Stay: Choose between the family camping area – think kids yoga and pop-up beaches – or pay to stay at Yurtel, a luxury canvas hotel with a bar, brunch included, and a pop-up spa (

When is it? 16-19 July. Weekend ticket with family camping £182.50, Henham Park, Southwold, Suffolk,


Green Man

What: In the beautiful Black Mountains of Wales this small festival has been going for more than a decade and has built up a reputation as a family-friendly, independent destination that has a knack for picking future Brit and Ivor Novello award-winners before they make it big.

Who’s playing: Beirut, Neutral Milk Hotel, First Aid Kit, Daughter, Lanterns of the Lake, Anna Calvi.

What to wear: Opt for clever, low-key cool – think Toast or a classic Breton stripe top.

Family fun: As well as music, there’s comedy, poetry and literature, an area just for under 12s called Little Folk and another for teens. Mums will be appreciative of the spa and therapies, while dads will approve of the local cider, ale and quality food.

Stay: Hot showers and luxury camping areas come as standard at the award-winning intimate festival. Or make a week-long holiday out of it with a Settler’s Pass ticket (£199) which covers the festival entry and your camping for seven nights in the wild beauty of the Brecon Beacons National Park where you can go horse riding, caving, fishing, canoeing or stargazing in one of only five official “dark sky reserves” in the world.

When is it? 13-16 August. Adult weekend camping £159, children £5, infants free. Glanusk Estate, Crickhowell, Wales,


The Eden Festival

What: Scotland’s boutique festival has nine stages, a kids arena, circus tent, drive-in cinema, caberet, comedy and workshops, all with a new-age-y, chilled-out vibe.

Who’s playing: Calvin Harris, Dub Mafia, Beans on Toast.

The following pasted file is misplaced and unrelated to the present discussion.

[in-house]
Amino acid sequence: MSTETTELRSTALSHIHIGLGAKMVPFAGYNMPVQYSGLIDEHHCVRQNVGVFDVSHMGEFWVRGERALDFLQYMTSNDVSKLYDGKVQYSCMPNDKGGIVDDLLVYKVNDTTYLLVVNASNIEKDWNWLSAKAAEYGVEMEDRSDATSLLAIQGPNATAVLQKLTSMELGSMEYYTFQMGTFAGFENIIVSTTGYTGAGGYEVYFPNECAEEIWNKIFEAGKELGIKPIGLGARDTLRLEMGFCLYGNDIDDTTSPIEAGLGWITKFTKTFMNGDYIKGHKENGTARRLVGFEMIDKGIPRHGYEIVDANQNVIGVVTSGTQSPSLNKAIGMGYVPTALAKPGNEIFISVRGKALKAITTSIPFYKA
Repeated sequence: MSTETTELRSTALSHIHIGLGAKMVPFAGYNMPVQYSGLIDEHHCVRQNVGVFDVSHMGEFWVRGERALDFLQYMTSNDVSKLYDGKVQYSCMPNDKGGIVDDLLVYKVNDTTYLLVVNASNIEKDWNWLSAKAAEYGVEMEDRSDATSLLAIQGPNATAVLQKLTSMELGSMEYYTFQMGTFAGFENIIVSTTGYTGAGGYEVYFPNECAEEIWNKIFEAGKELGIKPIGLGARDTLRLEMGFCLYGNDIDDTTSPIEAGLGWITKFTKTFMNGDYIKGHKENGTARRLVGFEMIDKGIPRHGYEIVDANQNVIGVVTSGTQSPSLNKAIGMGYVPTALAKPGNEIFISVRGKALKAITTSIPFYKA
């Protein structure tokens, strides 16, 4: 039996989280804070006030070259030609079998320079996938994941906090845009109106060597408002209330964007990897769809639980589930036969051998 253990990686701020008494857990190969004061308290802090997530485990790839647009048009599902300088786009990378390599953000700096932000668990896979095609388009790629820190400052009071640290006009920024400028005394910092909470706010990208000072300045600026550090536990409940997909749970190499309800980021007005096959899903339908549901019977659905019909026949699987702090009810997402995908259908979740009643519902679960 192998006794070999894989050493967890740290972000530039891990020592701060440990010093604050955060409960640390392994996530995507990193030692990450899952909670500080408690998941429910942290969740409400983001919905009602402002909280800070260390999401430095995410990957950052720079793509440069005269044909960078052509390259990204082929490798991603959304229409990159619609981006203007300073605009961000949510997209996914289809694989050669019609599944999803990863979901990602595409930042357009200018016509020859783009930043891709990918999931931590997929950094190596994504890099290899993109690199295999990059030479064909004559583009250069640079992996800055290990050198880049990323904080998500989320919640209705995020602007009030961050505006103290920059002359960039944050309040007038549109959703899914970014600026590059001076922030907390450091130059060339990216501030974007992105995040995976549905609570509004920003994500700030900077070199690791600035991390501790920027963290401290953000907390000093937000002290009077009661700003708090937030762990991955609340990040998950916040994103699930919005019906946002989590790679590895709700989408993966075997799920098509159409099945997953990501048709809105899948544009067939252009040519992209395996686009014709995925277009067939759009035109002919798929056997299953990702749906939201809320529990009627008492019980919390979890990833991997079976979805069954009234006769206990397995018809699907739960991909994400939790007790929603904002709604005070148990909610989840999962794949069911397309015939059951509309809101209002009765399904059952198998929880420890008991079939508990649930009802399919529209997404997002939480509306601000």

What to wear: There’s a hippyish feel, so plait your hair and dig out your love beads.

Family fun: The Shellycoat kids tent is where you’ll find environmentally-friendly arts and crafts (is there any other kind?), performances, forest skills workshops and a play area – all for free. There’s also kids yoga, treasure hunts and an end-if-festival kids parade.

Stay: There’s a family camping area if you want to bring your own tent, or if you’d prefer to let someone else do that hard work for you, hire a bell tent with full standing headroom and a bed made up through Yippee Yurts – they even provide luggage portering and a barbeque.

When is it? 12-14 June. Adult weekend camping £85, under 12s free. Raehills Meadows, Dumbries and Galloway.



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A romantic room with a view

This gorgeous, romantic bolthole in the English Lake District has been converted so beautifully that it’s hard to believe it was once used as a coach house.


Subtly blending into the landscape, it’s a secret luxury escape beneath a creamy vaulted ceiling. With spa treatments in the cabin and a snug mezzanine to hide in, there’s no need to step outside…


You can admire the view over Coniston Water while curled up with your lover this Valentine’s weekend (yes, it’s still available!), or take a romantic walk through the eight acres of grounds.


I’d check in myself, if I wasn’t already at the races at Ascot…


£495 for 2 nights (sleeps 2) (13/14/15 February, including handmade chocolates, wine and welcome pack), / 01824 520008


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10 of the best welly weekends

Grab your Barbour jacket, pull on your Hunter boots and get outdoors for a bracing winter walk – and you can reward yourself with amazing grub and a gorgeous room for the night at the end of it